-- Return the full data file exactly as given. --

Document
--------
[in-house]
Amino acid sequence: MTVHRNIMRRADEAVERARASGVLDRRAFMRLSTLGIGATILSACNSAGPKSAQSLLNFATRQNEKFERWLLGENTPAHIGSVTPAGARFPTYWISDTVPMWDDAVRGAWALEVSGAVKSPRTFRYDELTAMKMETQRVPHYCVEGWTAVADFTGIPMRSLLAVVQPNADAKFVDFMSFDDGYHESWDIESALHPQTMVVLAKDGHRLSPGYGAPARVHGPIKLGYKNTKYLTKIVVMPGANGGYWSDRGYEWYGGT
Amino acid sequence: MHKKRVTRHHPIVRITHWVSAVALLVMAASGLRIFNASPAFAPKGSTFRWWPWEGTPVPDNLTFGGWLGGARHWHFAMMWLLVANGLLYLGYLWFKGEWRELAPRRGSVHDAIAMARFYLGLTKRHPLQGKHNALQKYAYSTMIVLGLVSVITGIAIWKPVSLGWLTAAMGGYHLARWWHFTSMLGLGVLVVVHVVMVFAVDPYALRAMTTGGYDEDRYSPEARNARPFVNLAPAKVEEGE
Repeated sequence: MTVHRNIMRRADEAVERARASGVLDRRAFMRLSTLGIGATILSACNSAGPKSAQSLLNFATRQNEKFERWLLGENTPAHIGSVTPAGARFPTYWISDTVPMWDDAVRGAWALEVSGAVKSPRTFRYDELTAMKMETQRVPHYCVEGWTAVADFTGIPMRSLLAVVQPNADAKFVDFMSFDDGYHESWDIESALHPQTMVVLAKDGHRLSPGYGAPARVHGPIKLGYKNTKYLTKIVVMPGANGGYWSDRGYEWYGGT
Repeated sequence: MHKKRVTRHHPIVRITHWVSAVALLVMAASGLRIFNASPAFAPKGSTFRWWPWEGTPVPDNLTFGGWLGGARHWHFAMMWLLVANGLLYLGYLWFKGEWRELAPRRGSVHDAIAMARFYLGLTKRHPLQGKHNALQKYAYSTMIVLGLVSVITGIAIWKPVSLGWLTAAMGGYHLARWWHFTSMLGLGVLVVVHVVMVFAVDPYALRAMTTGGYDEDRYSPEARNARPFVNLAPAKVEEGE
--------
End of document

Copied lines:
[in-house]
Amino acid sequence: MTVHRNIMRRADEAVERARASGVLDRRAFMRLSTLGIGATILSACNSAGPKSAQSLLNFATRQNEKFERWLLGENTPAHIGSVTPAGARFPTYWISDTVPMWDDAVRGAWALEVSGAVKSPRTFRYDELTAMKMETQRVPHYCVEGWTAVADFTGIPMRSLLAVVQPNADAKFVDFMSFDDGYHESWDIESALHPQTMVVLAKDGHRLSPGYGAPARVHGPIKLGYKNTKYLTKIVVMPGANGGYWSDRGYEWYGGT
Amino acid sequence: MHKKRVTRHHPIVRITHWVSAVALLVMAASGLRIFNASPAFAPKGSTFRWWPWEGTPVPDNLTFGGWLGGARHWHFAMMWLLVANGLLYLGYLWFKGEWRELAPRRGSVHDAIAMARFYLGLTKRHPLQGKHNALQKYAYSTMIVLGLVSVITGIAIWKPVSLGWLTAAMGGYHLARWWHFTSMLGLGVLVVVHVVMVFAVDPYALRAMTTGGYDEDRYSPEARNARPFVNLAPAKVEEGE
Repeated sequence: MTVHRNIMRRADEAVERARASGVLDRRAFMRLSTLGIGATILSACNSAGPKSAQSLLNFATRQNEKFERWLLGENTPAHIGSVTPAGARFPTYWISDTVPMWDDAVRGAWALEVSGAVKSPRTFRYDELTAMKMETQRVPHYCVEGWTAVADFTGIPMRSLLAVVQPNADAKFVDFMSFDDGYHESWDIESALHPQTMVVLAKDGHRLSPGYGAPARVHGPIKLGYKNTKYLTKIVVMPGANGGYWSDRGYEWYGGT
Repeated sequence: MHKKRVTRHHPIVRITHWVSAVALLVMAASGLRIFNASPAFAPKGSTFRWWPWEGTPVPDNLTFGGWLGGARHWHFAMMWLLVANGLLYLGYLWFKGEWRELAPRRGSVHDAIAMARFYLGLTKRHPLQGKHNALQKYAYSTMIVLGLVSVITGIAIWKPVSLGWLTAAMGGYHLARWWHFTSMLGLGVLVVVHVVMVFAVDPYALRAMTTGGYDEDRYSPEARNARPFVNLAPAKVEEGE